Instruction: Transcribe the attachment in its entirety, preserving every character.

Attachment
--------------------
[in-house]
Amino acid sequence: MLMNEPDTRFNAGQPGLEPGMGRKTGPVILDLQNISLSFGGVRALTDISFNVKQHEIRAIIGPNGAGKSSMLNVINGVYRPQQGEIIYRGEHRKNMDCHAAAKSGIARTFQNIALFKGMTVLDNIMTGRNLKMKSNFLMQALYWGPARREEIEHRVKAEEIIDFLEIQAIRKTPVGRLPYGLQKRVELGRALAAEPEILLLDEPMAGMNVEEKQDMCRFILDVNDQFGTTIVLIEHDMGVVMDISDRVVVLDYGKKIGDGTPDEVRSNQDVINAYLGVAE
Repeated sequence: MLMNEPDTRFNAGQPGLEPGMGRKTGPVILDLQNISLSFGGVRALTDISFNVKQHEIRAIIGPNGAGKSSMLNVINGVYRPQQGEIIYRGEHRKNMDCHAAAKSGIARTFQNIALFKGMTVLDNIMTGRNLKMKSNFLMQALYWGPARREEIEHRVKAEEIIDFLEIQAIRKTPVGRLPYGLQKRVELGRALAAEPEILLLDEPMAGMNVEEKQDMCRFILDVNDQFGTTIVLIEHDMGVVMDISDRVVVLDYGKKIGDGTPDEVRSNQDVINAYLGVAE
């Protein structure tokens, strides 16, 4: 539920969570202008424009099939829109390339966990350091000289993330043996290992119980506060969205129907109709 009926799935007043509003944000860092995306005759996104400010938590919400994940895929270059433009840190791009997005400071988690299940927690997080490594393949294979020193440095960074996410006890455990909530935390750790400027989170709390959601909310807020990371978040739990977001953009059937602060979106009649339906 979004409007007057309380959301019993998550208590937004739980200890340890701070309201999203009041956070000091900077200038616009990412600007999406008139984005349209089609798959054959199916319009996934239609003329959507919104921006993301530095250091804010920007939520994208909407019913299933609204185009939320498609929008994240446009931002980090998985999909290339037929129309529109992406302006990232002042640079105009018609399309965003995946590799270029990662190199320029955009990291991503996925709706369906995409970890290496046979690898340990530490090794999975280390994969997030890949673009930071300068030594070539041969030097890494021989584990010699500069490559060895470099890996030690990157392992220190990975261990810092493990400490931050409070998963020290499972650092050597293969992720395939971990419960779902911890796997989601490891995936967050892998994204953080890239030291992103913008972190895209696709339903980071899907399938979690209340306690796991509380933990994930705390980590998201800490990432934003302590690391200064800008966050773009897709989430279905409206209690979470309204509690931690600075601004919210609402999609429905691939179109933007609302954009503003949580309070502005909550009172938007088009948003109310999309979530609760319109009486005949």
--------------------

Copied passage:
[in-house]
Amino acid sequence: MLMNEPDTRFNAGQPGLEPGMGRKTGPVILDLQNISLSFGGVRALTDISFNVKQHEIRAIIGPNGAGKSSMLNVINGVYRPQQGEIIYRGEHRKNMDCHAAAKSGIARTFQNIALFKGMTVLDNIMTGRNLKMKSNFLMQALYWGPARREEIEHRVKAEEIIDFLEIQAIRKTPVGRLPYGLQKRVELGRALAAEPEILLLDEPMAGMNVEEKQDMCRFILDVNDQFGTTIVLIEHDMGVVMDISDRVVVLDYGKKIGDGTPDEVRSNQDVINAYLGVAE
Repeated sequence: MLMNEPDTRFNAGQPGLEPGMGRKTGPVILDLQNISLSFGGVRALTDISFNVKQHEIRAIIGPNGAGKSSMLNVINGVYRPQQGEIIYRGEHRKNMDCHAAAKSGIARTFQNIALFKGMTVLDNIMTGRNLKMKSNFLMQALYWGPARREEIEHRVKAEEIIDFLEIQAIRKTPVGRLPYGLQKRVELGRALAAEPEILLLDEPMAGMNVEEKQDMCRFILDVNDQFGTTIVLIEHDMGVVMDISDRVVVLDYGKKIGDGTPDEVRSNQDVINAYLGVAE
């Protein structure tokens, strides 16, 4: 539920969570202008424009099939829109390339966990350091000289993330043996290992119980506060969205129907109709 009926799935007043509003944000860092995306005759996104400010938590919400994940895929270059433009840190791009997005400071988690299940927690997080490594393949294979020193440095960074996410006890455990909530935390750790400027989170709390959601909310807020990371978040739990977001953009059937602060979106009649339906 979004409007007057309380959301019993998550208590937004739980200890340890701070309201999203009041956070000091900077200038616009990412600007999406008139984005349209089609798959054959199916319009996934239609003329959507919104921006993301530095250091804010920007939520994208909407019913299933609204185009939320498609929008994240446009931002980090998985999909290339037929129309529109992406302006990232002042640079105009018609399309965003995946590799270029990662190199320029955009990291991503996925709706369906995409970890290496046979690898340990530490090794999975280390994969997030890949673009930071300068030594070539041969030097890494021989584990010699500069490559060895470099890996030690990157392992220190990975261990810092493990400490931050409070998963020290499972650092050597293969992720395939971990419960779902911890796997989601490891995936967050892998994204953080890239030291992103913008972190895209696709339903980071899907399938979690209340306690796991509380933990994930705390980590998201800490990432934003302590690391200064800008966050773009897709989430279905409206209690979470309204509690931690600075601004919210609402999609429905691939179109933007609302954009503003949580309070502005909550009172938007088009948003109310999309979530609760319109009486005949």